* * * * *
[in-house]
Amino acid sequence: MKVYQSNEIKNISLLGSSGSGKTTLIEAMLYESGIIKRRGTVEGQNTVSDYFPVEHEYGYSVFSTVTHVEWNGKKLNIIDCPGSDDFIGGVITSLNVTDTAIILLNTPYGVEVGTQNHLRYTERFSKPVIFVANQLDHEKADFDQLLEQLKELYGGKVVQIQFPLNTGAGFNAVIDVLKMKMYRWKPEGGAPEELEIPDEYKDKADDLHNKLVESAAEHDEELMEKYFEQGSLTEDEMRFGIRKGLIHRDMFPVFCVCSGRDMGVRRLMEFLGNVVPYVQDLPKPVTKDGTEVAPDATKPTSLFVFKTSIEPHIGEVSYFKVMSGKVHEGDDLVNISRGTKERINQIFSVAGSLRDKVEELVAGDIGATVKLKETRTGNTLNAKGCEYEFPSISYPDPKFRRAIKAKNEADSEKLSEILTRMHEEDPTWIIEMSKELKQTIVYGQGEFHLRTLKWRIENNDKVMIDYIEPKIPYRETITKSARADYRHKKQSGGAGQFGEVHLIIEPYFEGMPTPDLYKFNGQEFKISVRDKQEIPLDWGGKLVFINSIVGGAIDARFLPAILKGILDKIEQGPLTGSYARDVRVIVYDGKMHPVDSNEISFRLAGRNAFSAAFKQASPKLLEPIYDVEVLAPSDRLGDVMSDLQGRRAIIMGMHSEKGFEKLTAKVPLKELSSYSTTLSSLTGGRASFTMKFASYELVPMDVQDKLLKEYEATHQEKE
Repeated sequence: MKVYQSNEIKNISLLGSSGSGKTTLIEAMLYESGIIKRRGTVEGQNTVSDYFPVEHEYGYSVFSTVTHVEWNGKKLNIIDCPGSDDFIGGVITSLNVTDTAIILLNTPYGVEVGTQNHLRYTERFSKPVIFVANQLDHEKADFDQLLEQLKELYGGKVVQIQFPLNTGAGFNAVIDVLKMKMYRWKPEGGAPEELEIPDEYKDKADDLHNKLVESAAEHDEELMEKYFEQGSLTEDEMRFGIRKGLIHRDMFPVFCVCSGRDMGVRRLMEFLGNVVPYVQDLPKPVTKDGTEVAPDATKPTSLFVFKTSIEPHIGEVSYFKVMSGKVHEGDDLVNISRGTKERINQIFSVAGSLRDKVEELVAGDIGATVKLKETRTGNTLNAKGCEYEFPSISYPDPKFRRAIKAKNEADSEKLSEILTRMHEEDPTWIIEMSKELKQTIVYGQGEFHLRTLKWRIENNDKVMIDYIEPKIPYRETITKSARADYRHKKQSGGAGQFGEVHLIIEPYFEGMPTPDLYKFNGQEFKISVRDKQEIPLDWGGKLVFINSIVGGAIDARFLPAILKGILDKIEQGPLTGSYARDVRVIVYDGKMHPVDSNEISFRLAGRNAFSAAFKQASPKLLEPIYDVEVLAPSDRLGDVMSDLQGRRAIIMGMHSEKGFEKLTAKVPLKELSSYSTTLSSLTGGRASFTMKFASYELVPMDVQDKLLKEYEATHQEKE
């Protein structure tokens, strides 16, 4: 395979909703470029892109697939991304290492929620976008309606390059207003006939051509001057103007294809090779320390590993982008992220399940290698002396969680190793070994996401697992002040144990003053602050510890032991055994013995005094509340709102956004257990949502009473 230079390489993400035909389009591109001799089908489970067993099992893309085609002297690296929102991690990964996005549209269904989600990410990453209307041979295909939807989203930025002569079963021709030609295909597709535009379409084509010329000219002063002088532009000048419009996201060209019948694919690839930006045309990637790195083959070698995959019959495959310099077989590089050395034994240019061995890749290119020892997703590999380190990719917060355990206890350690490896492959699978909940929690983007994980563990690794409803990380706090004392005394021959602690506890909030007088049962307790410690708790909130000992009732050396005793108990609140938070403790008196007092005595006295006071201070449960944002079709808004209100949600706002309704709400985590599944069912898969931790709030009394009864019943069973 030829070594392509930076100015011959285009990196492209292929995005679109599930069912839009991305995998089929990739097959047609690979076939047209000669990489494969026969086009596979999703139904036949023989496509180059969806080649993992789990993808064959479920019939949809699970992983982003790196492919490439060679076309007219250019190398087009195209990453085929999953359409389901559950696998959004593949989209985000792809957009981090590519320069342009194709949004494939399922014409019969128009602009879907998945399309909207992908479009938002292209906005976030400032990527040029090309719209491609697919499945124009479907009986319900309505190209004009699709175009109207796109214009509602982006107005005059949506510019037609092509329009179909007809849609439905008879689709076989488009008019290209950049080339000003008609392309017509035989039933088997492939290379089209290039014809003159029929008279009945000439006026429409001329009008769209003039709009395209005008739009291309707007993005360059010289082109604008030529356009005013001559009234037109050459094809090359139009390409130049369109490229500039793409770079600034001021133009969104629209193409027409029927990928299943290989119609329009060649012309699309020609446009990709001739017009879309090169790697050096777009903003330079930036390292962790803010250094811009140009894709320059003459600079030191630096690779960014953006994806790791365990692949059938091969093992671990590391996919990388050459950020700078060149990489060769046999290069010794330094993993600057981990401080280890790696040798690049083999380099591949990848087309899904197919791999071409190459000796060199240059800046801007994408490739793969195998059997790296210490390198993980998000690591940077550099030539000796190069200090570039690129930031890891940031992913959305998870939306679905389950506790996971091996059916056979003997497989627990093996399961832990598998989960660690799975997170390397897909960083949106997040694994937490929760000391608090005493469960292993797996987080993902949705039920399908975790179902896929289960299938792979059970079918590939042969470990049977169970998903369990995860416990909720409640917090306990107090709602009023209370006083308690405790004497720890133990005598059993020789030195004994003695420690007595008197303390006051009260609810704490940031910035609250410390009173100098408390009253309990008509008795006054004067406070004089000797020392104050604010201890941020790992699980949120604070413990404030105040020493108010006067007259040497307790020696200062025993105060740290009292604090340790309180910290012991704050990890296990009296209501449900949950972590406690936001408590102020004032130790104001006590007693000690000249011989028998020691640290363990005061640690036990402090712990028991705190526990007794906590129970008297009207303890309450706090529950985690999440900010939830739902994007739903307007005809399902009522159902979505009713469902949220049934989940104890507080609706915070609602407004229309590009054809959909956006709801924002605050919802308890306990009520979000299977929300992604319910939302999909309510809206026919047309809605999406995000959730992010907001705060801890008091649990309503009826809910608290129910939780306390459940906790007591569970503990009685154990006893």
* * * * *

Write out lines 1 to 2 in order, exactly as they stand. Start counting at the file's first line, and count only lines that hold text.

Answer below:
[in-house]
Amino acid sequence: MKVYQSNEIKNISLLGSSGSGKTTLIEAMLYESGIIKRRGTVEGQNTVSDYFPVEHEYGYSVFSTVTHVEWNGKKLNIIDCPGSDDFIGGVITSLNVTDTAIILLNTPYGVEVGTQNHLRYTERFSKPVIFVANQLDHEKADFDQLLEQLKELYGGKVVQIQFPLNTGAGFNAVIDVLKMKMYRWKPEGGAPEELEIPDEYKDKADDLHNKLVESAAEHDEELMEKYFEQGSLTEDEMRFGIRKGLIHRDMFPVFCVCSGRDMGVRRLMEFLGNVVPYVQDLPKPVTKDGTEVAPDATKPTSLFVFKTSIEPHIGEVSYFKVMSGKVHEGDDLVNISRGTKERINQIFSVAGSLRDKVEELVAGDIGATVKLKETRTGNTLNAKGCEYEFPSISYPDPKFRRAIKAKNEADSEKLSEILTRMHEEDPTWIIEMSKELKQTIVYGQGEFHLRTLKWRIENNDKVMIDYIEPKIPYRETITKSARADYRHKKQSGGAGQFGEVHLIIEPYFEGMPTPDLYKFNGQEFKISVRDKQEIPLDWGGKLVFINSIVGGAIDARFLPAILKGILDKIEQGPLTGSYARDVRVIVYDGKMHPVDSNEISFRLAGRNAFSAAFKQASPKLLEPIYDVEVLAPSDRLGDVMSDLQGRRAIIMGMHSEKGFEKLTAKVPLKELSSYSTTLSSLTGGRASFTMKFASYELVPMDVQDKLLKEYEATHQEKE